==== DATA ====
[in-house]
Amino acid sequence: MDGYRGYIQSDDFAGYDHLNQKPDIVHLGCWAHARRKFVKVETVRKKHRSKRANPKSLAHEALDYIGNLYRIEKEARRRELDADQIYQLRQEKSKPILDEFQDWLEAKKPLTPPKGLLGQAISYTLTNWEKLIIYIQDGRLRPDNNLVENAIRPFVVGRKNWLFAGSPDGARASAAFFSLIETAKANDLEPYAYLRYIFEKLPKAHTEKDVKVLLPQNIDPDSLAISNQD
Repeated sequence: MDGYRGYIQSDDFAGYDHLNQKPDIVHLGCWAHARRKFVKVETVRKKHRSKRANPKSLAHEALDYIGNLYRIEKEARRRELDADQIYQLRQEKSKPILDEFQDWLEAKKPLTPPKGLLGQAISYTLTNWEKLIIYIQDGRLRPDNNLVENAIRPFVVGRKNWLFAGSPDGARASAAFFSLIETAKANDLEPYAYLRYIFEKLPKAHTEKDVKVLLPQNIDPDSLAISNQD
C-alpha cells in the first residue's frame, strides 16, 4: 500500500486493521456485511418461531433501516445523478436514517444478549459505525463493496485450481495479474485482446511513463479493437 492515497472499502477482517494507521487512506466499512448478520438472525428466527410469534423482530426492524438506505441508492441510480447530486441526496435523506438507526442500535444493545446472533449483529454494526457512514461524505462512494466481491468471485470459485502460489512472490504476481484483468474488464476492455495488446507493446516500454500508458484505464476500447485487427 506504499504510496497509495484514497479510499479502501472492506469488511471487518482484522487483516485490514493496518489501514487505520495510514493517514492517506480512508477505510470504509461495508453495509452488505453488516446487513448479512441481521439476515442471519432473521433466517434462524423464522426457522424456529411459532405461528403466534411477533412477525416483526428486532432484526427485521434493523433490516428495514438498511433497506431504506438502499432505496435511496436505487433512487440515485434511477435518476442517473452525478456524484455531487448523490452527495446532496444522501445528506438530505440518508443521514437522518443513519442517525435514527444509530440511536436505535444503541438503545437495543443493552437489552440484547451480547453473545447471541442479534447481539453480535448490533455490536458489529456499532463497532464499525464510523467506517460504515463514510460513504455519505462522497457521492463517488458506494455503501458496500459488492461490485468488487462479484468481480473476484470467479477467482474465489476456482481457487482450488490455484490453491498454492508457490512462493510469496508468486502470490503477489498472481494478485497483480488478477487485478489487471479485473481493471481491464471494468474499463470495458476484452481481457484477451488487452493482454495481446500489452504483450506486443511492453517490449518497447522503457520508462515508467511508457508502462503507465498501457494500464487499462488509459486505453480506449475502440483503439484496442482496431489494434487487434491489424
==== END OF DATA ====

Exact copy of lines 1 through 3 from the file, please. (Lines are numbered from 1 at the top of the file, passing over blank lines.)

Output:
[in-house]
Amino acid sequence: MDGYRGYIQSDDFAGYDHLNQKPDIVHLGCWAHARRKFVKVETVRKKHRSKRANPKSLAHEALDYIGNLYRIEKEARRRELDADQIYQLRQEKSKPILDEFQDWLEAKKPLTPPKGLLGQAISYTLTNWEKLIIYIQDGRLRPDNNLVENAIRPFVVGRKNWLFAGSPDGARASAAFFSLIETAKANDLEPYAYLRYIFEKLPKAHTEKDVKVLLPQNIDPDSLAISNQD
Repeated sequence: MDGYRGYIQSDDFAGYDHLNQKPDIVHLGCWAHARRKFVKVETVRKKHRSKRANPKSLAHEALDYIGNLYRIEKEARRRELDADQIYQLRQEKSKPILDEFQDWLEAKKPLTPPKGLLGQAISYTLTNWEKLIIYIQDGRLRPDNNLVENAIRPFVVGRKNWLFAGSPDGARASAAFFSLIETAKANDLEPYAYLRYIFEKLPKAHTEKDVKVLLPQNIDPDSLAISNQD